The Republic of Dreams

Schulz says clearly: the unreal is whatever people cannot share with one another. Whatever falls out of that sharing falls beyond the circle of human affairs, beyond the boundaries of the human theater, beyond literature.

The trouble with Bruno Schulz is the following: everybody knows he’s a genius, everybody talks about his tremendous influence, but when push comes to shove it’s all restricted to banalities, as if the measure of a writer’s greatness were to be this community of popular judgments. On the other hand, this comes as no surprise.

Schulz assaults the reader from the very first page and never allows him to rest, never allows him to gather his thoughts. His perfidy lies in the fact that he resists all translation, but encourages us to imitate, to paraphrase and to counterfeit. It’s easier to speak in Schulz’s language than to speak about Schulz. After reading a single paragraph we know at once that it’s Schulz, though we don’t at once know what to say about the paragraph.

The greatness of Schulz is the greatness of his resistance to appropriation, while the result of this resistance is the very small number of memorable books written about him. Certainly, there are a great many discussions, monographs, presentations, dictionaries and exegeses, but few books which would discard the academic paraphernalia and show in black and white that to read Schulz is to wrestle with an angel who means to wrench out your hip.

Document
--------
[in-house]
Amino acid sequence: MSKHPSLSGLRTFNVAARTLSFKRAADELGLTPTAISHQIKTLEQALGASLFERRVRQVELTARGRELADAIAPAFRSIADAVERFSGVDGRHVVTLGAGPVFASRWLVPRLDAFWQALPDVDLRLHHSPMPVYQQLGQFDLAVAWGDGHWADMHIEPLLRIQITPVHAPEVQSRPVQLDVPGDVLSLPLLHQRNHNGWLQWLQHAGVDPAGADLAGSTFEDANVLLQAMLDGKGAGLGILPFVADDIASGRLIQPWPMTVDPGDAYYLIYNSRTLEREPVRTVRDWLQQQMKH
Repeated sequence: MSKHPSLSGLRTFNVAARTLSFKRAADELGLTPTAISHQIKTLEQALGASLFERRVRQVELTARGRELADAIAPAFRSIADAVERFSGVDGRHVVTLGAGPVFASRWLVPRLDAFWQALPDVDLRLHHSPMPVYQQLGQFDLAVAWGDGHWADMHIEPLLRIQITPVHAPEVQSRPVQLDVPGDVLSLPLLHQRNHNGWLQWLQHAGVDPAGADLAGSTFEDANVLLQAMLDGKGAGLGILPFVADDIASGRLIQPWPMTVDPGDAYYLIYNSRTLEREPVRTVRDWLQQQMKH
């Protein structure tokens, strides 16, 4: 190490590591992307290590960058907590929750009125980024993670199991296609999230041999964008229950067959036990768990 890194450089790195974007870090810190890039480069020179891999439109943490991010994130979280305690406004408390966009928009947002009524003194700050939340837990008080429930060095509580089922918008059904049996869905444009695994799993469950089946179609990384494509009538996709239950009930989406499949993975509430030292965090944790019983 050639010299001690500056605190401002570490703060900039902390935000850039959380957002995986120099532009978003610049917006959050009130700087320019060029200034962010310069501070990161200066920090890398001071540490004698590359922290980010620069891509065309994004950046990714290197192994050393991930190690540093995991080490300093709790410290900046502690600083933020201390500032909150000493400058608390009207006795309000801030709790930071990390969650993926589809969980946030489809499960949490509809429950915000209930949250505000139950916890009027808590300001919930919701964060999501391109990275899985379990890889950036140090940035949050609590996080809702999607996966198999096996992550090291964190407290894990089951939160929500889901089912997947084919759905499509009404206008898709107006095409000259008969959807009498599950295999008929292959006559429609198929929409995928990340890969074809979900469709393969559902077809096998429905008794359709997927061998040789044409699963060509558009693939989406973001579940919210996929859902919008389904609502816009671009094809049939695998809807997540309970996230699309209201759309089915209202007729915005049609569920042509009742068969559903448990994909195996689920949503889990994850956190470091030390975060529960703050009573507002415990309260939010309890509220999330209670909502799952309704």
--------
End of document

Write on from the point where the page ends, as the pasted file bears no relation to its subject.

But then how should we read Schulz? Should we catalogue motifs and themes? This is important, but superficial. Should we illuminate metaphors and track turns of phrase? This reeks of the laboratory from a mile off. Should we compare? But how to compare the incomparable? Even worse, Schulz cannot be utilized for anything: he can’t be hailed as a patron of the left or right and nobody will write a politically engaged essay about him.

Schulz is clearly useless: he refuses to serve any cause, he refuses to rouse and uplift, and even his essays about Józef Piłsudski are a disappointment to old legionnaires. Neither does Schulz have – as would befit a genius of the nation – a decent biography. Ultimately Jerzy Ficowski didn’t write one, preferring to ferret about in the The Vicinity of ’Cinnamon Shops’, rather than to take a look inside them. This is in fact a broader tendency. Indeed, the proliferation of books in the Schulzean bibliography with titles dominated by various margins, postscripts and footnotes clearly demonstrates that the criticism has been overcome by a reverent fear of confrontation. This ferreting about in the margins is by no means a purely native affliction.

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